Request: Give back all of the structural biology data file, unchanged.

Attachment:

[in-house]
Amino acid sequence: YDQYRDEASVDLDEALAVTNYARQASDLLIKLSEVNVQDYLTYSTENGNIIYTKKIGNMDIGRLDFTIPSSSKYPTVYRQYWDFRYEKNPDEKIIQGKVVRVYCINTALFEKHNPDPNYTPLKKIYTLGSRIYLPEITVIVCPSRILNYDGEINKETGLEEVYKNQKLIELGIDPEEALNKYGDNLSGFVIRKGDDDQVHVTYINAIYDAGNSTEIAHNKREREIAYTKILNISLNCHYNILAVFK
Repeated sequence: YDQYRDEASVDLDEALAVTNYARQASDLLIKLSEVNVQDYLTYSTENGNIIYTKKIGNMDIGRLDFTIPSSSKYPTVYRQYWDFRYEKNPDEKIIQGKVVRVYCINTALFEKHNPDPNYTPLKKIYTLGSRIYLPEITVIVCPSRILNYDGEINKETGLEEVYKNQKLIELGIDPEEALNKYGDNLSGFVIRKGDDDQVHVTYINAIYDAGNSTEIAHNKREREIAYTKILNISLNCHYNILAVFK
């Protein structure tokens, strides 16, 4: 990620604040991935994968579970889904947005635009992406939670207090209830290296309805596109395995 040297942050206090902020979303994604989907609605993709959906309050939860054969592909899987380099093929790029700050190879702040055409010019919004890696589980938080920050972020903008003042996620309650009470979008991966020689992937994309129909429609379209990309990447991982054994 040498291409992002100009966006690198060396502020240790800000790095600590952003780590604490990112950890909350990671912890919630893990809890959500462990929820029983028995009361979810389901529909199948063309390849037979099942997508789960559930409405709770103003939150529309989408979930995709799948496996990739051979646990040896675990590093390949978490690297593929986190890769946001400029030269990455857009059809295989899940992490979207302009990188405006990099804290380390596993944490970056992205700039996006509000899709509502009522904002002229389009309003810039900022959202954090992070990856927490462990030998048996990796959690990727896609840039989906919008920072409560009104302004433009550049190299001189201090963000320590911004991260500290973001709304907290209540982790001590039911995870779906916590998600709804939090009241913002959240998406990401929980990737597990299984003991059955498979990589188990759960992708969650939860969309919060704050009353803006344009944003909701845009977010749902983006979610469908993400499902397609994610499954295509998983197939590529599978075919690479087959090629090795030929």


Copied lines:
[in-house]
Amino acid sequence: YDQYRDEASVDLDEALAVTNYARQASDLLIKLSEVNVQDYLTYSTENGNIIYTKKIGNMDIGRLDFTIPSSSKYPTVYRQYWDFRYEKNPDEKIIQGKVVRVYCINTALFEKHNPDPNYTPLKKIYTLGSRIYLPEITVIVCPSRILNYDGEINKETGLEEVYKNQKLIELGIDPEEALNKYGDNLSGFVIRKGDDDQVHVTYINAIYDAGNSTEIAHNKREREIAYTKILNISLNCHYNILAVFK
Repeated sequence: YDQYRDEASVDLDEALAVTNYARQASDLLIKLSEVNVQDYLTYSTENGNIIYTKKIGNMDIGRLDFTIPSSSKYPTVYRQYWDFRYEKNPDEKIIQGKVVRVYCINTALFEKHNPDPNYTPLKKIYTLGSRIYLPEITVIVCPSRILNYDGEINKETGLEEVYKNQKLIELGIDPEEALNKYGDNLSGFVIRKGDDDQVHVTYINAIYDAGNSTEIAHNKREREIAYTKILNISLNCHYNILAVFK
């Protein structure tokens, strides 16, 4: 990620604040991935994968579970889904947005635009992406939670207090209830290296309805596109395995 040297942050206090902020979303994604989907609605993709959906309050939860054969592909899987380099093929790029700050190879702040055409010019919004890696589980938080920050972020903008003042996620309650009470979008991966020689992937994309129909429609379209990309990447991982054994 040498291409992002100009966006690198060396502020240790800000790095600590952003780590604490990112950890909350990671912890919630893990809890959500462990929820029983028995009361979810389901529909199948063309390849037979099942997508789960559930409405709770103003939150529309989408979930995709799948496996990739051979646990040896675990590093390949978490690297593929986190890769946001400029030269990455857009059809295989899940992490979207302009990188405006990099804290380390596993944490970056992205700039996006509000899709509502009522904002002229389009309003810039900022959202954090992070990856927490462990030998048996990796959690990727896609840039989906919008920072409560009104302004433009550049190299001189201090963000320590911004991260500290973001709304907290209540982790001590039911995870779906916590998600709804939090009241913002959240998406990401929980990737597990299984003991059955498979990589188990759960992708969650939860969309919060704050009353803006344009944003909701845009977010749902983006979610469908993400499902397609994610499954295509998983197939590529599978075919690479087959090629090795030929």